Label Love #07: Dark Entries
For many School Daze by Patrick Cowley was last years essential missing link; a sudden epiphany to add to only the most timeless and radical of criterions. Dark Entries, the label responsible for uncovering the material, have been making such additions since their inception in 2009. Run by Josh Cheon, the label has amassed a sizeable discography since then, delivering the work of overlooked pioneers, hinterland outsiders and bygone underground experimenters.
The labels attempt to make the dreams and the sound of the 80s underground less distant have also seen contemporary releases, revealing an open ethos not limited to retrogressive preferences.
The labels purview has been based purely on sound from the beginning and has extended from goth melodrama (The Danse Society Demos) to Hi-Nrg Italo (Big Ben Tribe) to primitive pop whimsy (X-Ray Pop)
Following this years inauguration of the Dark Entries Editions series, we sent over some questions to Josh, tracing his first pivotal exposures and teenage adorations, the stories behind some of the labels releases, the importance of the San Franciscan scene and more
You've previously cited a Gothic Rock compilation as a major influence on the label (Dark Entries by Bauhaus was the first track on the compilation) can you pinpoint why that exposure has remained so vivid and attractive in terms of the inception of the label, and its subsequent aesthetic and direction?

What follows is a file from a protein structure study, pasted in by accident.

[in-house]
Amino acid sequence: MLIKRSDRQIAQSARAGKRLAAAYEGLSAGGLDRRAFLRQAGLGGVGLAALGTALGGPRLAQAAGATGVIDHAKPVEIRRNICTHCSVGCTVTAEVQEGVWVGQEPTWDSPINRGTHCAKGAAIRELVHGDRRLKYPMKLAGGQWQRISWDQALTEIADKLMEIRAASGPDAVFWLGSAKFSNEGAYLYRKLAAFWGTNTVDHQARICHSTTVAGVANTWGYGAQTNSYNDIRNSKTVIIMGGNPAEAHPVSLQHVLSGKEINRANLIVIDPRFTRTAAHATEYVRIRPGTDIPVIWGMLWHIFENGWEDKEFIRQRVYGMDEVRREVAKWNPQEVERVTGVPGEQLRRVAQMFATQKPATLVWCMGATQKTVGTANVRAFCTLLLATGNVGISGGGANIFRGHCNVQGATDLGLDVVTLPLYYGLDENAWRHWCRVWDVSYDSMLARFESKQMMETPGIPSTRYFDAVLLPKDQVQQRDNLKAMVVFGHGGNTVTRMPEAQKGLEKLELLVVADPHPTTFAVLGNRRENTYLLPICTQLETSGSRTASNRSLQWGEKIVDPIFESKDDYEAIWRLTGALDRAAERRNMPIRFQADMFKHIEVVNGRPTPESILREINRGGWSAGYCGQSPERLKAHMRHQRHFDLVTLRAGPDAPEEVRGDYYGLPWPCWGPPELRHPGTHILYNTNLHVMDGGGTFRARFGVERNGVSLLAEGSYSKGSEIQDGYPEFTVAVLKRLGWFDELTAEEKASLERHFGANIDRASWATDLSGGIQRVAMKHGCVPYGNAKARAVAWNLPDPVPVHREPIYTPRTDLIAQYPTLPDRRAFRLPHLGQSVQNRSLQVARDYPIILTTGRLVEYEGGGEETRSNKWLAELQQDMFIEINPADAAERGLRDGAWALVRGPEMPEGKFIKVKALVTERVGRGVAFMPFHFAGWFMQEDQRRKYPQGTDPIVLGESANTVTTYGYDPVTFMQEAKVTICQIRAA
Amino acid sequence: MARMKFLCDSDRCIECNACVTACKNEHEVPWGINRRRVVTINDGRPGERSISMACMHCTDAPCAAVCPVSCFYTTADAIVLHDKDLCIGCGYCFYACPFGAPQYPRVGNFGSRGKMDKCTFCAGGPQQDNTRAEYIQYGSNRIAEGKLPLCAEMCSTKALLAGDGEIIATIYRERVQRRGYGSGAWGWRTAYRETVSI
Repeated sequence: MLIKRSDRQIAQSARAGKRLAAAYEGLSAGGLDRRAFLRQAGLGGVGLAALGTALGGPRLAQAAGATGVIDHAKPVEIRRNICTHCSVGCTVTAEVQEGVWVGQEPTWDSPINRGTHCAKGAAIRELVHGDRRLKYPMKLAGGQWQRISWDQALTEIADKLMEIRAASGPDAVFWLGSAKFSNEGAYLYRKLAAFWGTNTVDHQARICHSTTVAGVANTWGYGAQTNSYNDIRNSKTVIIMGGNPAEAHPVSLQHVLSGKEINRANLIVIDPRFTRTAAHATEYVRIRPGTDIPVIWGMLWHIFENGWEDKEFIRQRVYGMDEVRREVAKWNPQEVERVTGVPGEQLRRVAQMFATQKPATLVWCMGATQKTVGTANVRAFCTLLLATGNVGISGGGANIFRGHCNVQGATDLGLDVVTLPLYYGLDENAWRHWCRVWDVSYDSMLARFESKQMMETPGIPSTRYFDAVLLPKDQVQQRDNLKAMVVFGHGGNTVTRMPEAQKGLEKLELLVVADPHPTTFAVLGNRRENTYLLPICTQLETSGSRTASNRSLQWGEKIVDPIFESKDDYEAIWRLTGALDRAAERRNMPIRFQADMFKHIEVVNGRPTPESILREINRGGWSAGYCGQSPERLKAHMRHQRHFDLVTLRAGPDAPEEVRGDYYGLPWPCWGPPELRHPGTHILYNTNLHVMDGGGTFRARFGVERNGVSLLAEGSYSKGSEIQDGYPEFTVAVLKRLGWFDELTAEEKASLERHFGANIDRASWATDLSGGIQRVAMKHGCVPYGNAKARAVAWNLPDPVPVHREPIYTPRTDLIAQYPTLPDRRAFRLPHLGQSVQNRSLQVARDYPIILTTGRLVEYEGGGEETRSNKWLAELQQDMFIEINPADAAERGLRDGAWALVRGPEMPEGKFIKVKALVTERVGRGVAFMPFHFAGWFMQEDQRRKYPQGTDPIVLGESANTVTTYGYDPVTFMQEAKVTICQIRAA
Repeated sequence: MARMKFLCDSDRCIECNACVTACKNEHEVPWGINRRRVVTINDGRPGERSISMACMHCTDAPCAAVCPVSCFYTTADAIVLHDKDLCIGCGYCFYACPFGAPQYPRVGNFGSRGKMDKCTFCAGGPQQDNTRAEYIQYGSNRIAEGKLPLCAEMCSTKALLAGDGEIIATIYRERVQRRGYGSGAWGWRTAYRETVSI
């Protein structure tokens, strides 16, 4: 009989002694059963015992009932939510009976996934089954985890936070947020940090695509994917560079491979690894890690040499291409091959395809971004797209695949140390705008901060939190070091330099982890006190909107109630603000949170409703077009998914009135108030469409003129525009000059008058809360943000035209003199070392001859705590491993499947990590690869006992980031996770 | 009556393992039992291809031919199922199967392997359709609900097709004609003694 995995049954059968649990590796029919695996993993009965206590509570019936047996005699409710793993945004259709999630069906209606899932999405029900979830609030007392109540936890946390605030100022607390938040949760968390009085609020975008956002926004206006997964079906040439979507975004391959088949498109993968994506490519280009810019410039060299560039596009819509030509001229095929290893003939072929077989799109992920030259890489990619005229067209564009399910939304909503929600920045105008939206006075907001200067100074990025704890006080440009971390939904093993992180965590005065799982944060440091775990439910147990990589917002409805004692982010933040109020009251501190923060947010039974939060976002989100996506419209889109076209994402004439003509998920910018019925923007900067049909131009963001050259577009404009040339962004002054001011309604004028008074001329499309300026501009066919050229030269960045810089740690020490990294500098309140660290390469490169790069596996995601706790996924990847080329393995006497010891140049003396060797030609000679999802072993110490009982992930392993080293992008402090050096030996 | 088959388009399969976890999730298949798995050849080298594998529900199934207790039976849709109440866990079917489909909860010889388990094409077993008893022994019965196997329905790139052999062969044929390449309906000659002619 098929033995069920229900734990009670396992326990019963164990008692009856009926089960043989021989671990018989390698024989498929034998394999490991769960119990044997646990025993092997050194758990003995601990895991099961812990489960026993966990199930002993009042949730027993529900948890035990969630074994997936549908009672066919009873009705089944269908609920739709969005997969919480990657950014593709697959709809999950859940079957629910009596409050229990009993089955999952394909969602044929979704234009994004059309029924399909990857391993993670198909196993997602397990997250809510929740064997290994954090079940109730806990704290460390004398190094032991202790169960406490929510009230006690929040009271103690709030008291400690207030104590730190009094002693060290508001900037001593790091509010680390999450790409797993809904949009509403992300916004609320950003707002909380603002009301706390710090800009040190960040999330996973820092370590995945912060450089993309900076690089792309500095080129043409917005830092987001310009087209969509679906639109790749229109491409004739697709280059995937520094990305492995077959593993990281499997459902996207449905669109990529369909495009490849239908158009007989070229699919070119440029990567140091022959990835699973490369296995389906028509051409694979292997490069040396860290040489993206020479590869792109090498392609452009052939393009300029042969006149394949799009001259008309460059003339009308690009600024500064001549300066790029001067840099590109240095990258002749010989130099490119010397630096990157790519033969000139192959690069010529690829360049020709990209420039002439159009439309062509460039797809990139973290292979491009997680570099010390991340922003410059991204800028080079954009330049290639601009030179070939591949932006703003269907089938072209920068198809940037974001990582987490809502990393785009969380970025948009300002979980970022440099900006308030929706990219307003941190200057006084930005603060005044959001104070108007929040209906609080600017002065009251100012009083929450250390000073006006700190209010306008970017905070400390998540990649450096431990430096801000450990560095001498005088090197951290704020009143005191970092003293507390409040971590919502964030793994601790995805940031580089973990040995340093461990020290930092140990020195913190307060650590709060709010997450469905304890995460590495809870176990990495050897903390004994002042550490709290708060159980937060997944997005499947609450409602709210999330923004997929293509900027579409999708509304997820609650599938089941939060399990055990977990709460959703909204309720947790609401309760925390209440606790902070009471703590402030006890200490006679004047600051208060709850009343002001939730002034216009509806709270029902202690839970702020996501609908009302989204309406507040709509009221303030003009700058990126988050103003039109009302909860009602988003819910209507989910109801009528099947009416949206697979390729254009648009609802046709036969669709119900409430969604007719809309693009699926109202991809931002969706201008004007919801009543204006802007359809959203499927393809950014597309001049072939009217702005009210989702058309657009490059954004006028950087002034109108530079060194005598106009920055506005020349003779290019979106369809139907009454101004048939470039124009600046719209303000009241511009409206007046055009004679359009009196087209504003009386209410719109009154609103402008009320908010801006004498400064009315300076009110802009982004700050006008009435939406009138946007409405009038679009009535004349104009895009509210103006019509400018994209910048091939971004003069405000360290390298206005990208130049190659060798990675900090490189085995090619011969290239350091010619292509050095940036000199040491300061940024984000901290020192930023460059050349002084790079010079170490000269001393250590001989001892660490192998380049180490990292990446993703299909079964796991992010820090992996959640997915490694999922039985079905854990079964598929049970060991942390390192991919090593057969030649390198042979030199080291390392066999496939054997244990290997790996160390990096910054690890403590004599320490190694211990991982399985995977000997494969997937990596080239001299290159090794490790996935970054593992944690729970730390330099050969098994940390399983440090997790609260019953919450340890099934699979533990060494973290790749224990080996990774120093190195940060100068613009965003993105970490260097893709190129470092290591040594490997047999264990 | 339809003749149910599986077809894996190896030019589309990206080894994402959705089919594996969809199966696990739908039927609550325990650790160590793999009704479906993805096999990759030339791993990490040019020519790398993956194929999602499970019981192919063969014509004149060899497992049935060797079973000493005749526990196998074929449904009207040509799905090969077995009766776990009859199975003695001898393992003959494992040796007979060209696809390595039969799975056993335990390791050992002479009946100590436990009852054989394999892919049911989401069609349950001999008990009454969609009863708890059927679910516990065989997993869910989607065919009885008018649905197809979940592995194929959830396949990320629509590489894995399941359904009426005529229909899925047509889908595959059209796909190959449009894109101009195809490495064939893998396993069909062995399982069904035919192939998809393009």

That compilation was pivotal to my 15-year old self. It was my introduction to post-punk and noncommercial 80s music. I had already been collecting everything I could find by The Cure and Siouxsie and the Banshees so this was the next logical step. When I was thinking of names for the label in 2008 Dark Entries just hit me in the head and made sense. I wanted to give each release a catalog number "Entry 1", "Entry 2", etc, like a diary.
Are there any other influences which have proved as revelatory in their impact on the label?
I suppose listening to 80s synth pop as a teenager and the Futurepop movement of the late 90s (Beborn Beton, Wolfsheim, VNV Nation) had a lasting effect. I worked for Metropolis Records when I was 18, the summer between High School and college and I remember the guys in the office who were 10 years older than me, playing all these post punk bands when they knew I liked 80s music. Also as a teenager, I would go dancing almost every Friday, Saturday and sometimes Sunday to this goth club in New York City called The Bank. Hearing rare and underground 80s dance music only forced me to dig deeper when I was vinyl hunting.